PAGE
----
Aakanksha Singhvi, PhD

Aakanksha Singhvi, PhD

Assistant Member
Basic Sciences Division

Education

University of California, Berkeley, 2008, PhD
St. Xavier’s College, Gujarat University, India, 1998, B.S. (Honors) Biochemistry

Research Focus

Glial regulation of neuron shape and function

The nervous system is made of approximately equal number of neurons and glial cells, which closely interact with each other physically and molecularly, to enable proper neural functions. Understanding how glia and neurons communicate with each other is essential, if we are to decipher how our brains make sense of the world, store memories and execute meaningful behaviors; and how disruption of this conversation leads to disease states.

Current Projects

Glia regulate neuron-ending shape, memory and animal behavior

We found that glia dynamically regulate the ionic micro-environment of a sensory neuron-ending to modulate its shape, and thereby its function and animal behavior, throughout animal life. Our studies also indicated that that a glial cell uses multiple molecular pathways and mechanisms to modulate a single neuron-ending. Our current aim is to molecularly identify these different mechanisms of glia-neuron communication and understand their contextual regulation.  

Mapping specificity of glia-neuron contact sites in neural circuits

In most instances, each glial cell associates with many neurons, and each neuron interacts with different glia. We recently found that a single glial cell in C. elegans can molecularly discriminate between its associated neurons to regulate them differently (Singhvi et al, Cell, 2016). Current research is aimed at understanding how this functional specificity of cell-cell contact is established and regulated.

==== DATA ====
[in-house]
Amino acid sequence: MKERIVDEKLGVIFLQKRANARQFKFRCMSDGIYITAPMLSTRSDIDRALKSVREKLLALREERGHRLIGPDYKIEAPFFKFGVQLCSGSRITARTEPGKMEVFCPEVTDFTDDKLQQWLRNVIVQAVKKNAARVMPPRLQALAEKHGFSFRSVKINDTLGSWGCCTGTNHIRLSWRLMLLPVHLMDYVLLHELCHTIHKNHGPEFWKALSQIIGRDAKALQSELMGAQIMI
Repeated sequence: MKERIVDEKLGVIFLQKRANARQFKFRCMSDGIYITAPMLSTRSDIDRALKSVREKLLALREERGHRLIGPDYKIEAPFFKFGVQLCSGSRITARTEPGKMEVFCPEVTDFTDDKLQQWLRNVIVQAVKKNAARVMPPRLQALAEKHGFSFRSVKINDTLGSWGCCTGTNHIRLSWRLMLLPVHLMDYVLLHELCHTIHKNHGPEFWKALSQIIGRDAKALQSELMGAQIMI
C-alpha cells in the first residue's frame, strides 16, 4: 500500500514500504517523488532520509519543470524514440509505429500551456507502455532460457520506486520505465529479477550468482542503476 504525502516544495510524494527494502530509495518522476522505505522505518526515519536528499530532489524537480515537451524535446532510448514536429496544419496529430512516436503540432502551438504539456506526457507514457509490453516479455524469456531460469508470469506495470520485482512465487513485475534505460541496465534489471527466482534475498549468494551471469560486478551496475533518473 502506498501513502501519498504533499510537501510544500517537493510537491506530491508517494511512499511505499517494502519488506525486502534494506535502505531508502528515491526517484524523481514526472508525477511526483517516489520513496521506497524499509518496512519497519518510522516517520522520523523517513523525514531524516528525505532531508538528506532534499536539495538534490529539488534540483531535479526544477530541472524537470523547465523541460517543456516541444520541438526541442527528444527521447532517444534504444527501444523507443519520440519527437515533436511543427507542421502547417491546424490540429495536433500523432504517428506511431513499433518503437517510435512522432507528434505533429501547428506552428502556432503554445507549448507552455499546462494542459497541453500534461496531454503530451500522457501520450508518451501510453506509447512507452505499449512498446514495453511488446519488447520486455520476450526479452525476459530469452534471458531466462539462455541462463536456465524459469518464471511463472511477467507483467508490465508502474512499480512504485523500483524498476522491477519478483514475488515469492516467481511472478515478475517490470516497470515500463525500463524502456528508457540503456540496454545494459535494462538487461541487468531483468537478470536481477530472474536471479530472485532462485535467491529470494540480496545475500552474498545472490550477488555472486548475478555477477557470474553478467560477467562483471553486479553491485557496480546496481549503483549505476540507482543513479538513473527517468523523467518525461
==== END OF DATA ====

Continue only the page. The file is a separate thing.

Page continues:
Glial engulf neuron-endings

Engulfing (pruning) neuron fragments is a function of many glia types across species but molecular mechanisms regulating this process are not yet well understood. We recently discovered that C. elegans glia also engulf neuron-endings. We aim to exploit the powerful molecular genetic toolkit of C. elegans to understand how this process is executed and regulated, and how it impacts animal sensation and behaviors.



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Aakanksha Singhvi, PhD

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